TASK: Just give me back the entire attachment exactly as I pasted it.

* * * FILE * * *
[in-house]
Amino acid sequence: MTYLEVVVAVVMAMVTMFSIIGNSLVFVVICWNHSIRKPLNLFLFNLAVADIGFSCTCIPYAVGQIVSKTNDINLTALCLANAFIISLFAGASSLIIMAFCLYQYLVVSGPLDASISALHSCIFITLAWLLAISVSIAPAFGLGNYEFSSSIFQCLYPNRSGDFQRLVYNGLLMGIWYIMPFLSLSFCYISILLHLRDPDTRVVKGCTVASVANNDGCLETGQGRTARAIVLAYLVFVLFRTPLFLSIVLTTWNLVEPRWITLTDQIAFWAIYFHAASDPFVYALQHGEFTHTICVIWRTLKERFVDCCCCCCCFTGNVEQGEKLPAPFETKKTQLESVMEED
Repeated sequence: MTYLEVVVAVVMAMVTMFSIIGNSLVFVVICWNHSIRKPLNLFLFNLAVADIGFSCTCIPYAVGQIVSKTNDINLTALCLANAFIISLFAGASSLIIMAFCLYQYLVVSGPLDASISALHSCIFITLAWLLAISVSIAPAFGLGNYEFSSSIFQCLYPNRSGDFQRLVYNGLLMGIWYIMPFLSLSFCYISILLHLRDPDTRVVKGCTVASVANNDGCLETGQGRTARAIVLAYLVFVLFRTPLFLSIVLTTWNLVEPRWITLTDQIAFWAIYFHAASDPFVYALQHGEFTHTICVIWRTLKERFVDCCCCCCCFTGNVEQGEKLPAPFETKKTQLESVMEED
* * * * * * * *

[in-house]
Amino acid sequence: MTYLEVVVAVVMAMVTMFSIIGNSLVFVVICWNHSIRKPLNLFLFNLAVADIGFSCTCIPYAVGQIVSKTNDINLTALCLANAFIISLFAGASSLIIMAFCLYQYLVVSGPLDASISALHSCIFITLAWLLAISVSIAPAFGLGNYEFSSSIFQCLYPNRSGDFQRLVYNGLLMGIWYIMPFLSLSFCYISILLHLRDPDTRVVKGCTVASVANNDGCLETGQGRTARAIVLAYLVFVLFRTPLFLSIVLTTWNLVEPRWITLTDQIAFWAIYFHAASDPFVYALQHGEFTHTICVIWRTLKERFVDCCCCCCCFTGNVEQGEKLPAPFETKKTQLESVMEED
Repeated sequence: MTYLEVVVAVVMAMVTMFSIIGNSLVFVVICWNHSIRKPLNLFLFNLAVADIGFSCTCIPYAVGQIVSKTNDINLTALCLANAFIISLFAGASSLIIMAFCLYQYLVVSGPLDASISALHSCIFITLAWLLAISVSIAPAFGLGNYEFSSSIFQCLYPNRSGDFQRLVYNGLLMGIWYIMPFLSLSFCYISILLHLRDPDTRVVKGCTVASVANNDGCLETGQGRTARAIVLAYLVFVLFRTPLFLSIVLTTWNLVEPRWITLTDQIAFWAIYFHAASDPFVYALQHGEFTHTICVIWRTLKERFVDCCCCCCCFTGNVEQGEKLPAPFETKKTQLESVMEED